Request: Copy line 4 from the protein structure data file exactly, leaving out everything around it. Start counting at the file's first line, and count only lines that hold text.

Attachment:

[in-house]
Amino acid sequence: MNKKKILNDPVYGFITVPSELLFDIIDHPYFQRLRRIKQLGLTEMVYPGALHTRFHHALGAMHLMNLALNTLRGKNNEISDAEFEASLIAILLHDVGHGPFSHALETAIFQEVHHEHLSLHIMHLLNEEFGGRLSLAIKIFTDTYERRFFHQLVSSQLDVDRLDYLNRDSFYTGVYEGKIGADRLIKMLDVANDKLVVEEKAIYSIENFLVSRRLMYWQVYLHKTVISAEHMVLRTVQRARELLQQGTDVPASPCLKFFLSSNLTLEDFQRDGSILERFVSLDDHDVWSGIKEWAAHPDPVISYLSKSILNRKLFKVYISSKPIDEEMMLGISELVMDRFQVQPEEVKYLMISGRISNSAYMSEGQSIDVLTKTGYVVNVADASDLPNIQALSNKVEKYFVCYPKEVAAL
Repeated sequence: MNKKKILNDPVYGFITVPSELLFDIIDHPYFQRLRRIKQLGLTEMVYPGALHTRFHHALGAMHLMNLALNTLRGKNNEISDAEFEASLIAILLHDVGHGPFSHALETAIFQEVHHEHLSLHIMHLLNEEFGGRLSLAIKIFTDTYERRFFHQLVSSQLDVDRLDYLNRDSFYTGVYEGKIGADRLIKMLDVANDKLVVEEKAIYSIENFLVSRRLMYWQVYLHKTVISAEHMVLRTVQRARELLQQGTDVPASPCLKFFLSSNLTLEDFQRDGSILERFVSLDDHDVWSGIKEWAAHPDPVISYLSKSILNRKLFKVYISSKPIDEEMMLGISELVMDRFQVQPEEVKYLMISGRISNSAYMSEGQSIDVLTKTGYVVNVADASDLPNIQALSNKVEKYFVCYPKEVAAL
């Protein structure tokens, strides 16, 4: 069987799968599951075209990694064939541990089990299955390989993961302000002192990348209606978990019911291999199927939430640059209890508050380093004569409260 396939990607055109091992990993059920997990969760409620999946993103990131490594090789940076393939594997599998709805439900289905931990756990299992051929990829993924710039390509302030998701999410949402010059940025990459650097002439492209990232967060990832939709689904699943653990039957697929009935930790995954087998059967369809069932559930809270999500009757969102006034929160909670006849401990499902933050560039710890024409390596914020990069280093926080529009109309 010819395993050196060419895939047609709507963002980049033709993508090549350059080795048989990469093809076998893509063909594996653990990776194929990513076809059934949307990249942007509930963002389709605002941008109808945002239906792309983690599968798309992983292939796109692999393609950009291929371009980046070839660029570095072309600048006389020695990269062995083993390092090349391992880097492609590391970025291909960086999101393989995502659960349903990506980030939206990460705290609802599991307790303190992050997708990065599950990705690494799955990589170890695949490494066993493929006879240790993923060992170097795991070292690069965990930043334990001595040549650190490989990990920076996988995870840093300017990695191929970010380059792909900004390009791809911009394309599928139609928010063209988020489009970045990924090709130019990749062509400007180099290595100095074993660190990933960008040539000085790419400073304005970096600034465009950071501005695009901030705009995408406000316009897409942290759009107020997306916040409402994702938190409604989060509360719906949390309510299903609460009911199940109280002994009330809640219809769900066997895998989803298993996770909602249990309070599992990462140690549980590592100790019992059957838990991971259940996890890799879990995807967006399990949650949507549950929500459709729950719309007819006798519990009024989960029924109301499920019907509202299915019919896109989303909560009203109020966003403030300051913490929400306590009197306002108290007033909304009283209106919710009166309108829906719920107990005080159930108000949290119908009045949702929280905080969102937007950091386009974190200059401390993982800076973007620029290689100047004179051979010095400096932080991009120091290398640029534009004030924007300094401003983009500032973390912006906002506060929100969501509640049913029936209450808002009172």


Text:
């Protein structure tokens, strides 16, 4: 069987799968599951075209990694064939541990089990299955390989993961302000002192990348209606978990019911291999199927939430640059209890508050380093004569409260 396939990607055109091992990993059920997990969760409620999946993103990131490594090789940076393939594997599998709805439900289905931990756990299992051929990829993924710039390509302030998701999410949402010059940025990459650097002439492209990232967060990832939709689904699943653990039957697929009935930790995954087998059967369809069932559930809270999500009757969102006034929160909670006849401990499902933050560039710890024409390596914020990069280093926080529009109309 010819395993050196060419895939047609709507963002980049033709993508090549350059080795048989990469093809076998893509063909594996653990990776194929990513076809059934949307990249942007509930963002389709605002941008109808945002239906792309983690599968798309992983292939796109692999393609950009291929371009980046070839660029570095072309600048006389020695990269062995083993390092090349391992880097492609590391970025291909960086999101393989995502659960349903990506980030939206990460705290609802599991307790303190992050997708990065599950990705690494799955990589170890695949490494066993493929006879240790993923060992170097795991070292690069965990930043334990001595040549650190490989990990920076996988995870840093300017990695191929970010380059792909900004390009791809911009394309599928139609928010063209988020489009970045990924090709130019990749062509400007180099290595100095074993660190990933960008040539000085790419400073304005970096600034465009950071501005695009901030705009995408406000316009897409942290759009107020997306916040409402994702938190409604989060509360719906949390309510299903609460009911199940109280002994009330809640219809769900066997895998989803298993996770909602249990309070599992990462140690549980590592100790019992059957838990991971259940996890890799879990995807967006399990949650949507549950929500459709729950719309007819006798519990009024989960029924109301499920019907509202299915019919896109989303909560009203109020966003403030300051913490929400306590009197306002108290007033909304009283209106919710009166309108829906719920107990005080159930108000949290119908009045949702929280905080969102937007950091386009974190200059401390993982800076973007620029290689100047004179051979010095400096932080991009120091290398640029534009004030924007300094401003983009500032973390912006906002506060929100969501509640049913029936209450808002009172």